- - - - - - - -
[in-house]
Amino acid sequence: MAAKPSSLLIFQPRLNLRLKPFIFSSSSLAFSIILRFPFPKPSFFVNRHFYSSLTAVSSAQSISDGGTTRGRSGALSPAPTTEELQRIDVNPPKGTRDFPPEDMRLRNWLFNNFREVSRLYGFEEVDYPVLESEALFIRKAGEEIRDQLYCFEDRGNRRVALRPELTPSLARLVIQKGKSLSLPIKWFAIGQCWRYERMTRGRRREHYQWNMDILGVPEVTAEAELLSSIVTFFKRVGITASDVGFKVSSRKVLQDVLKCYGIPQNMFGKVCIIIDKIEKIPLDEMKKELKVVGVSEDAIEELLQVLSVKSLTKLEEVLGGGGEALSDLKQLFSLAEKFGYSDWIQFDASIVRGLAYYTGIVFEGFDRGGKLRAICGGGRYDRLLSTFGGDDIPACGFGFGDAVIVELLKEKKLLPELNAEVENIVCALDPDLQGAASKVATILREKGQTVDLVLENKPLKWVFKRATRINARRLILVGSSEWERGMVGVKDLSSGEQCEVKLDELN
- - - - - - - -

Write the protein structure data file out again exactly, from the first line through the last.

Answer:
[in-house]
Amino acid sequence: MAAKPSSLLIFQPRLNLRLKPFIFSSSSLAFSIILRFPFPKPSFFVNRHFYSSLTAVSSAQSISDGGTTRGRSGALSPAPTTEELQRIDVNPPKGTRDFPPEDMRLRNWLFNNFREVSRLYGFEEVDYPVLESEALFIRKAGEEIRDQLYCFEDRGNRRVALRPELTPSLARLVIQKGKSLSLPIKWFAIGQCWRYERMTRGRRREHYQWNMDILGVPEVTAEAELLSSIVTFFKRVGITASDVGFKVSSRKVLQDVLKCYGIPQNMFGKVCIIIDKIEKIPLDEMKKELKVVGVSEDAIEELLQVLSVKSLTKLEEVLGGGGEALSDLKQLFSLAEKFGYSDWIQFDASIVRGLAYYTGIVFEGFDRGGKLRAICGGGRYDRLLSTFGGDDIPACGFGFGDAVIVELLKEKKLLPELNAEVENIVCALDPDLQGAASKVATILREKGQTVDLVLENKPLKWVFKRATRINARRLILVGSSEWERGMVGVKDLSSGEQCEVKLDELN